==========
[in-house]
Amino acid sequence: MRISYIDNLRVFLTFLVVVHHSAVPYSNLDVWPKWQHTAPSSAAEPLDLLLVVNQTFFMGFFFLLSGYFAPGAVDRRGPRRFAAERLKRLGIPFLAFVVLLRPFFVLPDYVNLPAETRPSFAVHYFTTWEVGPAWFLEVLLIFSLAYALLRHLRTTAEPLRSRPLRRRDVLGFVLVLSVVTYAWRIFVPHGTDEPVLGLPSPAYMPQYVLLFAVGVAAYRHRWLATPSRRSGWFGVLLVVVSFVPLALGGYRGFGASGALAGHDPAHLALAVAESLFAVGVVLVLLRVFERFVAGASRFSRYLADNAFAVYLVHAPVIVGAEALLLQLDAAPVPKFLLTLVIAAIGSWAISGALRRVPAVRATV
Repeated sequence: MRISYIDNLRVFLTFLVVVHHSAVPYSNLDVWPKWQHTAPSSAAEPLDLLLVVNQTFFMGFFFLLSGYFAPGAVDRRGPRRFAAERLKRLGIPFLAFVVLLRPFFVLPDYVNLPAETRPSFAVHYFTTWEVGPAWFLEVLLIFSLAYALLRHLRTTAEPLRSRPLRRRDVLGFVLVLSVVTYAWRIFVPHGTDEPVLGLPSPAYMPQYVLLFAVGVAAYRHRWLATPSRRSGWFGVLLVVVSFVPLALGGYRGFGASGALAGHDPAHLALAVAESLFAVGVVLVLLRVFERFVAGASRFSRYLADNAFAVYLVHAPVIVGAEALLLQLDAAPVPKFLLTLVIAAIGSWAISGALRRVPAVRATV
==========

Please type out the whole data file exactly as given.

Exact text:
[in-house]
Amino acid sequence: MRISYIDNLRVFLTFLVVVHHSAVPYSNLDVWPKWQHTAPSSAAEPLDLLLVVNQTFFMGFFFLLSGYFAPGAVDRRGPRRFAAERLKRLGIPFLAFVVLLRPFFVLPDYVNLPAETRPSFAVHYFTTWEVGPAWFLEVLLIFSLAYALLRHLRTTAEPLRSRPLRRRDVLGFVLVLSVVTYAWRIFVPHGTDEPVLGLPSPAYMPQYVLLFAVGVAAYRHRWLATPSRRSGWFGVLLVVVSFVPLALGGYRGFGASGALAGHDPAHLALAVAESLFAVGVVLVLLRVFERFVAGASRFSRYLADNAFAVYLVHAPVIVGAEALLLQLDAAPVPKFLLTLVIAAIGSWAISGALRRVPAVRATV
Repeated sequence: MRISYIDNLRVFLTFLVVVHHSAVPYSNLDVWPKWQHTAPSSAAEPLDLLLVVNQTFFMGFFFLLSGYFAPGAVDRRGPRRFAAERLKRLGIPFLAFVVLLRPFFVLPDYVNLPAETRPSFAVHYFTTWEVGPAWFLEVLLIFSLAYALLRHLRTTAEPLRSRPLRRRDVLGFVLVLSVVTYAWRIFVPHGTDEPVLGLPSPAYMPQYVLLFAVGVAAYRHRWLATPSRRSGWFGVLLVVVSFVPLALGGYRGFGASGALAGHDPAHLALAVAESLFAVGVVLVLLRVFERFVAGASRFSRYLADNAFAVYLVHAPVIVGAEALLLQLDAAPVPKFLLTLVIAAIGSWAISGALRRVPAVRATV